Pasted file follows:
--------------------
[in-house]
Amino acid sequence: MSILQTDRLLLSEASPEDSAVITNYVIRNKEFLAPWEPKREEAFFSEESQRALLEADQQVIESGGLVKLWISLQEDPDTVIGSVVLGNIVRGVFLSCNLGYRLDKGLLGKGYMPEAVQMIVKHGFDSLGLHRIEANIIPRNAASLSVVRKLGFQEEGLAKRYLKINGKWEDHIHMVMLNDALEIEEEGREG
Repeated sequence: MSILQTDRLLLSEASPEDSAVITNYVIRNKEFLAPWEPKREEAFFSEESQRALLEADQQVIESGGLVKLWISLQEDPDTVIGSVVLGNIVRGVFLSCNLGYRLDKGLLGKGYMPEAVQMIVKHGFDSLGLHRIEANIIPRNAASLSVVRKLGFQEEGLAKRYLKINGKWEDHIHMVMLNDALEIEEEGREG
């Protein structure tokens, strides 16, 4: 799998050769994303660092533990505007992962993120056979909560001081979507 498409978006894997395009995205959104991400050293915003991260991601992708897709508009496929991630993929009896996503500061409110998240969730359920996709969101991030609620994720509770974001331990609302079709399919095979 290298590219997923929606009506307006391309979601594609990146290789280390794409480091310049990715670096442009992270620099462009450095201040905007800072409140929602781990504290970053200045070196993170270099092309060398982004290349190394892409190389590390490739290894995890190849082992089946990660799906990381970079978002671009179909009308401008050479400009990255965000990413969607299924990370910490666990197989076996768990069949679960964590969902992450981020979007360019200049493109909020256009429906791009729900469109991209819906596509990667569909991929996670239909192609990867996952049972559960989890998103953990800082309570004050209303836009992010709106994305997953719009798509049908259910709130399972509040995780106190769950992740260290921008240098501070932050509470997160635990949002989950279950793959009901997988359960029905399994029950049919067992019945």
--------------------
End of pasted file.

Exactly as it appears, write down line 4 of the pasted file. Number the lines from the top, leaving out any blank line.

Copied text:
């Protein structure tokens, strides 16, 4: 799998050769994303660092533990505007992962993120056979909560001081979507 498409978006894997395009995205959104991400050293915003991260991601992708897709508009496929991630993929009896996503500061409110998240969730359920996709969101991030609620994720509770974001331990609302079709399919095979 290298590219997923929606009506307006391309979601594609990146290789280390794409480091310049990715670096442009992270620099462009450095201040905007800072409140929602781990504290970053200045070196993170270099092309060398982004290349190394892409190389590390490739290894995890190849082992089946990660799906990381970079978002671009179909009308401008050479400009990255965000990413969607299924990370910490666990197989076996768990069949679960964590969902992450981020979007360019200049493109909020256009429906791009729900469109991209819906596509990667569909991929996670239909192609990867996952049972559960989890998103953990800082309570004050209303836009992010709106994305997953719009798509049908259910709130399972509040995780106190769950992740260290921008240098501070932050509470997160635990949002989950279950793959009901997988359960029905399994029950049919067992019945």